Find the value of \int_{-\pi}^{\pi} (4 \arctan(e^x)-\pi)dx I've tried to show

Find the value of ${\int }_{-\pi }^{\pi }\left(4\mathrm{arctan}\left({e}^{x}\right)-\pi \right)dx$
Ive
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Mary Goodson
Let $f\left(x\right)=4\mathrm{arctan}\left({e}^{x}\right)-\pi$. Then since $\mathrm{arctan}u+\mathrm{arctan}\frac{1}{u}=\frac{\pi }{2}$ (∗):
$-f\left(-x\right)=-4{\mathrm{arctan}e}^{-x}+\pi =-4\left(\frac{\pi }{2}-{\mathrm{arctan}e}^{x}\right)+\pi =4{\mathrm{arctan}e}^{x}-\pi =f\left(x\right)$
(∗) can be proved geometrically: $\mathrm{arctan}u$ is the angle with opposite side u and adjacent side 1, and $\mathrm{arctan}\frac{1}{u}$ is the other acute angle in the right triangle. Their sum must thus be $\frac{\pi }{2}$. Alternatively, differentiate the left-hand side and show it is constant, then choose a convenient value for u since any u works, say u=1.
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autormtak0w
Write the integral as
$I={\int }_{-\pi }^{0}4\mathrm{arctan}\left({e}^{x}\right)-\pi dx+{\int }_{0}^{\pi }4\mathrm{arctan}\left({e}^{x}\right)-\pi dx$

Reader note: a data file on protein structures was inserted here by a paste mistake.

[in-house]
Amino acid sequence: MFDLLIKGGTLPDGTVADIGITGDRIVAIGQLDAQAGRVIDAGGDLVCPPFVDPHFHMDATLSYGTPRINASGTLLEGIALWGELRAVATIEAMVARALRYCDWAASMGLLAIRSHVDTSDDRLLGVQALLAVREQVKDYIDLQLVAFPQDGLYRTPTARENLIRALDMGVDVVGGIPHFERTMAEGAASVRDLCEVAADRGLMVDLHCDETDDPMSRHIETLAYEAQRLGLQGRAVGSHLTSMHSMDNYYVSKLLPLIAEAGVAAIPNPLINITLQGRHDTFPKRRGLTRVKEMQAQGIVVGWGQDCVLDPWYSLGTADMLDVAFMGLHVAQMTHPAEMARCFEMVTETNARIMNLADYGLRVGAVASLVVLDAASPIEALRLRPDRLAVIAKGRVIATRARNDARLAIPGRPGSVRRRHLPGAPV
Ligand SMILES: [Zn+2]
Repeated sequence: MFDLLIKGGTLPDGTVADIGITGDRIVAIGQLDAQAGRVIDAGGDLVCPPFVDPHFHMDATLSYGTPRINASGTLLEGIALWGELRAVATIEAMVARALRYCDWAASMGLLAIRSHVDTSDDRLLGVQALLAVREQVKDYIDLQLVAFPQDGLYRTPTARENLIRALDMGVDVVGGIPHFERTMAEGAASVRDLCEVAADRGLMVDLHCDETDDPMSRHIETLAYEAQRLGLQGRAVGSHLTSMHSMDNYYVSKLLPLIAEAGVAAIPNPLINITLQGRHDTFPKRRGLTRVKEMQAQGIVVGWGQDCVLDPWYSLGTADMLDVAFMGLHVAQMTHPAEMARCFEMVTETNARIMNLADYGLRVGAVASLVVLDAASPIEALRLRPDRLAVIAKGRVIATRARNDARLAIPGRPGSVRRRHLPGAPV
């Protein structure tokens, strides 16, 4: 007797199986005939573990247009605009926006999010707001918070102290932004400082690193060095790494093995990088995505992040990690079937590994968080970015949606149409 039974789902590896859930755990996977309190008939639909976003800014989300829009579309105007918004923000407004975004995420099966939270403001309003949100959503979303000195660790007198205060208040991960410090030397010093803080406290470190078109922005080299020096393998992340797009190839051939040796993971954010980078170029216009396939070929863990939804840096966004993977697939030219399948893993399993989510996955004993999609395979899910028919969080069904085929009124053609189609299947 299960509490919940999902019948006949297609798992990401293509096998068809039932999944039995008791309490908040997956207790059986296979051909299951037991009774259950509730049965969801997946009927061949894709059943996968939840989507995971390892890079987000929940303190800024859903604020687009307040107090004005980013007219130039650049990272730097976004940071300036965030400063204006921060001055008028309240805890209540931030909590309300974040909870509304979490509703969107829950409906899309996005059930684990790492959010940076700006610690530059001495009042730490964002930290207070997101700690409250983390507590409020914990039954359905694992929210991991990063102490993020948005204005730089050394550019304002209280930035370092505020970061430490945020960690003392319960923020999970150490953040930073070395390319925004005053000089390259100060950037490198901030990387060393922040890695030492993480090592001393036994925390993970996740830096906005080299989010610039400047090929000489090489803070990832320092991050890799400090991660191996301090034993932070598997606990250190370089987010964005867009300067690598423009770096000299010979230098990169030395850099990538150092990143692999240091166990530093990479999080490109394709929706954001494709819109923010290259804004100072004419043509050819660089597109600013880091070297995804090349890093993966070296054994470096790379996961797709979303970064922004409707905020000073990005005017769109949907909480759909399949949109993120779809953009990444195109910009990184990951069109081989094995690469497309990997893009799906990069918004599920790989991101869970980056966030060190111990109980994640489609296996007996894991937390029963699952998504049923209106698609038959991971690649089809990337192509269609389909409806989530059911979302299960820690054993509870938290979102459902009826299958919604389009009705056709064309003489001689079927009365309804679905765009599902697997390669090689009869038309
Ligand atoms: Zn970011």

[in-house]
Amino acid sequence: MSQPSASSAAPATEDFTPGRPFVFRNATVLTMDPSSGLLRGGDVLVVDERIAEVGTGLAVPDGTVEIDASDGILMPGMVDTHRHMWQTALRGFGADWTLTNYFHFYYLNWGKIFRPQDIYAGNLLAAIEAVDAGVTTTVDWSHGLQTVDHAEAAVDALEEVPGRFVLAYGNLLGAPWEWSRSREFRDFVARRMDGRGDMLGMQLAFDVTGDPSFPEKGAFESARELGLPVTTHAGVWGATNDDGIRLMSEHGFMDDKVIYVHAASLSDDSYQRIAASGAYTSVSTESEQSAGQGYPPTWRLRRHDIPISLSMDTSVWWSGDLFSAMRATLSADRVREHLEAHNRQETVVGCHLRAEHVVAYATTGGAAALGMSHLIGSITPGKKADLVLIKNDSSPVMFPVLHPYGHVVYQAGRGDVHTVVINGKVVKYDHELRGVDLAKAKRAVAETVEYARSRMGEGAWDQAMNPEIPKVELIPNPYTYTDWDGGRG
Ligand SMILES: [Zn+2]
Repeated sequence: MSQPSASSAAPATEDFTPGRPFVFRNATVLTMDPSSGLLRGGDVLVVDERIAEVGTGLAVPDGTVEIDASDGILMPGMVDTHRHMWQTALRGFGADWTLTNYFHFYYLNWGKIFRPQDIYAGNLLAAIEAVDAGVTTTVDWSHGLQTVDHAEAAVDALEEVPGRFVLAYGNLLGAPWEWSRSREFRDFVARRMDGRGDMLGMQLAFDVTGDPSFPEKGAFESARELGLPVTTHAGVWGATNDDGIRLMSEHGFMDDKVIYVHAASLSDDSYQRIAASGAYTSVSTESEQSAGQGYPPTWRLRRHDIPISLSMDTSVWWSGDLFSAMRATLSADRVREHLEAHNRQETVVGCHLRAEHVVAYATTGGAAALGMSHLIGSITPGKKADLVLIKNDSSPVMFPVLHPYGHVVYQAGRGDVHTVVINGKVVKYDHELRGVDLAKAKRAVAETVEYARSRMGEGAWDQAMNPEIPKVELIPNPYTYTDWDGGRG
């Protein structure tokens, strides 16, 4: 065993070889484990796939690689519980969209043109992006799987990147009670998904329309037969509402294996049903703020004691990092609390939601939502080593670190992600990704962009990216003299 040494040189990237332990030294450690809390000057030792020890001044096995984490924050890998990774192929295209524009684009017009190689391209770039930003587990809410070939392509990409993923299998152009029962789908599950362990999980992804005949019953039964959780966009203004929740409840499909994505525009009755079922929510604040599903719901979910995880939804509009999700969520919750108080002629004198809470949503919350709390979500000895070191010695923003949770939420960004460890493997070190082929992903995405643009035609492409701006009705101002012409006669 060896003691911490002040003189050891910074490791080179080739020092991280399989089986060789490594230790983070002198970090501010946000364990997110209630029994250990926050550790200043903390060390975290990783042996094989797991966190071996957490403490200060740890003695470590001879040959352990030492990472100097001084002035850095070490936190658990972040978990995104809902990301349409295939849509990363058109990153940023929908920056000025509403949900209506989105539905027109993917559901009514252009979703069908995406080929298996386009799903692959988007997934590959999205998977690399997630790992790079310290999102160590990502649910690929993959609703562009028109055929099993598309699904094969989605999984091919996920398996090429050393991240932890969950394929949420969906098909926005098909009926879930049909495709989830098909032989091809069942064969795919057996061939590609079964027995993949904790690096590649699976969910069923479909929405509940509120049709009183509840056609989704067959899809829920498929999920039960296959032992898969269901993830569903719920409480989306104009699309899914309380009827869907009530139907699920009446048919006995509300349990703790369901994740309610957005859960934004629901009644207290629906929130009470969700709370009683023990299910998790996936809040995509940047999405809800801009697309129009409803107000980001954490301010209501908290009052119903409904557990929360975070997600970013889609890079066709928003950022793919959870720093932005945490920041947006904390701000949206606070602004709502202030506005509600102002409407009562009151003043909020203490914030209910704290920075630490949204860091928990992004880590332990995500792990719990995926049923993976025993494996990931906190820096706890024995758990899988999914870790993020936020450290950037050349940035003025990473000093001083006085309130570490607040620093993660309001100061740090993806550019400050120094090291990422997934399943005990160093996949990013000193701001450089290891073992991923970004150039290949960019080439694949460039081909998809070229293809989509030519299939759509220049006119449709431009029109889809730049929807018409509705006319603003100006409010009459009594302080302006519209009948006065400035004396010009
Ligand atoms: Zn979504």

Upon making the substitution u=−x, we find that
$I=-{\int }_{\pi }^{0}4\mathrm{arctan}\left({e}^{-u}\right)-\pi du+{\int }_{0}^{\pi }4\mathrm{arctan}\left({e}^{x}\right)-\pi dx$
$={\int }_{0}^{\pi }4\mathrm{arctan}\left({e}^{-x}\right)-\pi dx+{\int }_{0}^{\pi }4\mathrm{arctan}\left({e}^{x}\right)-\pi dx$
$={\int }_{0}^{\pi }4\left(\mathrm{arctan}\left({e}^{x}\right)+\mathrm{arctan}\left({e}^{-x}\right)\right)-2\pi dx$
Note that

In this case, $x\in \left[0,\pi \right]$, so $u={e}^{x}>0$ and $\mathrm{arctan}\left(u\right)+\mathrm{arctan}\left(\frac{1}{u}\right)=\frac{\pi }{2}$, meaning that the integrand is the zero function. Hence, I=0.
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karton

The answer expands on my comment, which remarked that the integrand of the given integral is twice the Gudermannian function, gd, which appears most famously in the equation governing the Mercator projection in cartography.
NSK
Differentiating the integrand gives
$\frac{d}{dx}\left[4\mathrm{arctan}\left({e}^{x}\right)-\pi \right]=4\cdot \frac{1}{1+\left({e}^{x}{\right)}^{2}}\cdot {e}^{x}=\frac{4}{{e}^{x}+{e}^{-x}}=2\mathrm{sec}hx$
In particular, this derivative is even. Since evaluating the integrand at x=0 gives $4\mathrm{arctan}{e}^{0}-\pi =0$ the integrand is odd; since the integral is taken over an interval symmetric around 0, by symmetry
${\int }_{-a}^{a}\left[4\mathrm{arctan}\left({e}^{x}\right)-\pi \right]dx=0$
for any a: In particular, the occurrence of $\pi$ in the limits of the integral is something of a red herring.